This “club” has a subtle and unspoken “admission” process. For the most part, the elite membership is renewed (or, if an occasional hiatus takes place, membership is restored some years later – as in the case of Lars von Trier, whose Hitler gaffe earned him a ban back in 2011). Occasionally some are thrown out indefinitely – including Cannes enfant terrible Emir Kusturica, a double Palme D’Or winner, who says his films are being rejected by Cannes because of his support for Vladimir Putin. Occasionally some new members are let in – including this year the Polish-British director Pawel Pawlikowski, who is being admitted on the basis of his recent foreign language film Oscar for the film ‘Ida’.
The clubbiness of Cannes has been reinforced in 2018 by an announcement by Festival director Thierry Frémaux that the timings of press screenings are now controlled to ensure that critics can’t spoil a film’s chances in competition. It is the concern of the elite club that speaks – members are prioritised above the public.
Women out in the cold
For as long as Cannes operates as a club that needs to maintain the elite standing of its members, women filmmakers will remain out in the cold. The director of the festival has claimed that the selectors would not compromise for quotas and they would continue working to the singular objective of making “the best selection possible”.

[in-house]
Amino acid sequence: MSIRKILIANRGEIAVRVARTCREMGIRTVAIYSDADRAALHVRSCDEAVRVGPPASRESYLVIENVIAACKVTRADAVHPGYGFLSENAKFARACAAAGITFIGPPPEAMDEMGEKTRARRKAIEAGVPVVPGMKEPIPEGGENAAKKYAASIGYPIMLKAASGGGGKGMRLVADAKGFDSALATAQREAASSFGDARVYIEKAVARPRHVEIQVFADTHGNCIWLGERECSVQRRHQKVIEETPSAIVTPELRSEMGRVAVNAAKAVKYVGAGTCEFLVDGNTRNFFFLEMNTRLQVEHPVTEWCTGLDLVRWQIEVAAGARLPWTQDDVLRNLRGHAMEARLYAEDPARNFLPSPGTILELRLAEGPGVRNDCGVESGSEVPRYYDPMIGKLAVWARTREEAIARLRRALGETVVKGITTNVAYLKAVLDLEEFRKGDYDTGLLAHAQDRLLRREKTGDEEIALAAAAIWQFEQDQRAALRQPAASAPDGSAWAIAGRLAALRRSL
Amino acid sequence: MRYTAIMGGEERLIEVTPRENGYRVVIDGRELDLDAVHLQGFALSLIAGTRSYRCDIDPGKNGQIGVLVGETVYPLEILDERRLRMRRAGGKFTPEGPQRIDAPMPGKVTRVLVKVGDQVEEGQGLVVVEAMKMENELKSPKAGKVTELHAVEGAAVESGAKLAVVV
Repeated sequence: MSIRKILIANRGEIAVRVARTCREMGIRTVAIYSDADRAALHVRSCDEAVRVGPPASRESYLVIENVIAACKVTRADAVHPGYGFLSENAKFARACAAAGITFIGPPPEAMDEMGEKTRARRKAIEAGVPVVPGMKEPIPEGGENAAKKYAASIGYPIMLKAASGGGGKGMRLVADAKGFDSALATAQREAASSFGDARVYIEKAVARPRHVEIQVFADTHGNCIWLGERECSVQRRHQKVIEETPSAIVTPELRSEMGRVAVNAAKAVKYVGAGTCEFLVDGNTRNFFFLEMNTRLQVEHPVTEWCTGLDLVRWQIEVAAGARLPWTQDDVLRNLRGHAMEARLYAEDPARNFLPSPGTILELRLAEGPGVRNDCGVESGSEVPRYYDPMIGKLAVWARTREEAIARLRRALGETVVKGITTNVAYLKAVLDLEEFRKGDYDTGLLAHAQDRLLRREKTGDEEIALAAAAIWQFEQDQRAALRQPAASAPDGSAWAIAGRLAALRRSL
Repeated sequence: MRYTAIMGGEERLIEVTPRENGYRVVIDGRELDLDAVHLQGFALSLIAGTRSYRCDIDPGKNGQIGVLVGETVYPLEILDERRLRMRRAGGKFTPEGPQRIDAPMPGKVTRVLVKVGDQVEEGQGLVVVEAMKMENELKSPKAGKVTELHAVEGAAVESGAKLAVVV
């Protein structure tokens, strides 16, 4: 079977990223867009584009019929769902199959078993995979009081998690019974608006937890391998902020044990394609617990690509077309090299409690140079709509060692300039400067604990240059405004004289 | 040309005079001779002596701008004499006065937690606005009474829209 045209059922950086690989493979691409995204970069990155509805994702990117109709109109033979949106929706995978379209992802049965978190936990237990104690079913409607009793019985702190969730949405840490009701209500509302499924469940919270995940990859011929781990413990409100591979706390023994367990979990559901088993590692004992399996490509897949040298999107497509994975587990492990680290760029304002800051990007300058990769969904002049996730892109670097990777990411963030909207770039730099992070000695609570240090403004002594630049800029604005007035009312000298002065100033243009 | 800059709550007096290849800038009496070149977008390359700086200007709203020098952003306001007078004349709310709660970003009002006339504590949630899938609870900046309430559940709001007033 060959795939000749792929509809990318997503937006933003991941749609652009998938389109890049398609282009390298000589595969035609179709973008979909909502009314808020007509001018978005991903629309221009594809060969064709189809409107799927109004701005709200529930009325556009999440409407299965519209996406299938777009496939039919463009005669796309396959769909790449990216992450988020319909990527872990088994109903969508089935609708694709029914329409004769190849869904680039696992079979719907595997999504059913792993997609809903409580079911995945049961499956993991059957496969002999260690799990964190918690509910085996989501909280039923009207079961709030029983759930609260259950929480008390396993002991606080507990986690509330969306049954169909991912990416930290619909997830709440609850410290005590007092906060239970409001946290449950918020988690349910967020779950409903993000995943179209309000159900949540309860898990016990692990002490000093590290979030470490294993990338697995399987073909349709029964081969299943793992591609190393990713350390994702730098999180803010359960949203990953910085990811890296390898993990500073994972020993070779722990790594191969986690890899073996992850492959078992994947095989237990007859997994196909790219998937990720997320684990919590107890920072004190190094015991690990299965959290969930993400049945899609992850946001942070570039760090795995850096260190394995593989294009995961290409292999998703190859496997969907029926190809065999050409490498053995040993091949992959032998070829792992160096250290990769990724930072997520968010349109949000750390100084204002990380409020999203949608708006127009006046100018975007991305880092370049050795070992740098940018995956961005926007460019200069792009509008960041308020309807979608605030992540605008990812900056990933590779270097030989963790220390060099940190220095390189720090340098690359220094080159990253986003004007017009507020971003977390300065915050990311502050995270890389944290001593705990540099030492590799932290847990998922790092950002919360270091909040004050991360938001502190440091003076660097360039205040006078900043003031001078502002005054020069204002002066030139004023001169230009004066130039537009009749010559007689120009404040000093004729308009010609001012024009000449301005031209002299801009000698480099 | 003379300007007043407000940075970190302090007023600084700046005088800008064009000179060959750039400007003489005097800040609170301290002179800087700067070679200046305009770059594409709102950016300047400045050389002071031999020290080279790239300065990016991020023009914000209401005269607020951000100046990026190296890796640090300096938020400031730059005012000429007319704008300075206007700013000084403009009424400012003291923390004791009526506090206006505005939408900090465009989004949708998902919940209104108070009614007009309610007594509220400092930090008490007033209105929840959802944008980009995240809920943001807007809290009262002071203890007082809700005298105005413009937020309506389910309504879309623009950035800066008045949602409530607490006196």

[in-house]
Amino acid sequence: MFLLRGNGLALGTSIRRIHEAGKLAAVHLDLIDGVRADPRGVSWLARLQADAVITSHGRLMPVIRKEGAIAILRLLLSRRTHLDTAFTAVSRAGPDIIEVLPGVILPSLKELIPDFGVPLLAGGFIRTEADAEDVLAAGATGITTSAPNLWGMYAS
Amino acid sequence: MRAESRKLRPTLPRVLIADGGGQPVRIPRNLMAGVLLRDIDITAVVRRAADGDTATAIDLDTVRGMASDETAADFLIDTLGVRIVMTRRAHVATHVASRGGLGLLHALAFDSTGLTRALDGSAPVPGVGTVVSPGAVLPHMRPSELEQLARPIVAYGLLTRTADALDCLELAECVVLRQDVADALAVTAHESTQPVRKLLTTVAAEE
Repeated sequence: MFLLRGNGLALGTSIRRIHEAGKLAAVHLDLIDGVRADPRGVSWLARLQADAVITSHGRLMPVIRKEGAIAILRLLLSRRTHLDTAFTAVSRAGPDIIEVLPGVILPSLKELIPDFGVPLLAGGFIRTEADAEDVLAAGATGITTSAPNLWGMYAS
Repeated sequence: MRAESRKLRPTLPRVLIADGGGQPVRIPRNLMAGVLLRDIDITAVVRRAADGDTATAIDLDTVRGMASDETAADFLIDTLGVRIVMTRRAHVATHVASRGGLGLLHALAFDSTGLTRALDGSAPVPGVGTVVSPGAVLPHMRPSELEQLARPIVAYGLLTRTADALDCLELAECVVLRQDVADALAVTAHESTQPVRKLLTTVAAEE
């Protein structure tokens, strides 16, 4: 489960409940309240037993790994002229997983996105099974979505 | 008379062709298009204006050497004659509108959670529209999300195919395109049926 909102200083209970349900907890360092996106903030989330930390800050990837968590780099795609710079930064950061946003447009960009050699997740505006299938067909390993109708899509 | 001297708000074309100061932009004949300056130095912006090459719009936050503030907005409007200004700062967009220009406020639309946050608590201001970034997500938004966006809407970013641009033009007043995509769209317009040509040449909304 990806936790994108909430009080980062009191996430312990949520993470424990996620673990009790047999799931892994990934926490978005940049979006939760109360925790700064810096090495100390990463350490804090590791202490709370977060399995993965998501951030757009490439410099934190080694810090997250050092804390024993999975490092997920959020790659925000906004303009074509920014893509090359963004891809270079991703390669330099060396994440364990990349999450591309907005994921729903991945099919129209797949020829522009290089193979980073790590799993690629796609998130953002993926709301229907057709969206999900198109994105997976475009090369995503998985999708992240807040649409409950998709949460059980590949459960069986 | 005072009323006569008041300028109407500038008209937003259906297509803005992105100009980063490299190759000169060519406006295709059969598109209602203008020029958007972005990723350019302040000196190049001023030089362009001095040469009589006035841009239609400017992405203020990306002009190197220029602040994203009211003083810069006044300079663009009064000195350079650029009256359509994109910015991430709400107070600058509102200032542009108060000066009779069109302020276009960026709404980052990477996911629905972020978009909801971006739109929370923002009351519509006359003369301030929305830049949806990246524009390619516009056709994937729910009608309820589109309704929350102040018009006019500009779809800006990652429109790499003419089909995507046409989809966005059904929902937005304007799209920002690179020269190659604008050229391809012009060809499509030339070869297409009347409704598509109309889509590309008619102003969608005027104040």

But if it was just about the quality of the films, we would not be seeing Cannes coverage that mainly uses figures of speech such as “this person returning to Cannes” or “that person migrating from Venice/Berlin to Cannes” – all making it clear that it is more about maintaining the status quo of a handful of auteurs than about specific films.
Selection to the Cannes main competition is more about ensuring that the new work of club members is up to standard and can be shown rather than about selecting the best films from around the world. And, for as long as this is the case, women will generally be left out.
The current festival’s silent female protest or the pledge for equality by the three men known as “‘Cannes toppers” – festival director Fremaux along with his colleagues Charles Tesson, the director of the Cannes “critics week”, and Paolo Moretti, who runs the festival’s “directors’ fortnight” – may set intention but it remains to be seen if it will change the culture.
Last but not least, the film festival at Cannes is an iconic French brand, comparable to the Eiffel Tower, the Louvre and Chanel No 5. There are higher towers open to tourists, less crowded and equally rich art museums and more appealing perfumes in the world. Similarly, there may be better film festivals – but Cannes is the first that invariably comes to mind.
It is this special brand position that keeps Cannes relevant. But as for ensuring diversity and equality? That’s a whole other story.
Dina Iordanova is the professor of global cinema and creative cultures at the University of St. Andrews. This article was originally published on The Conversation, an independent source for news and views, delivered with academic rigour and journalistic flair.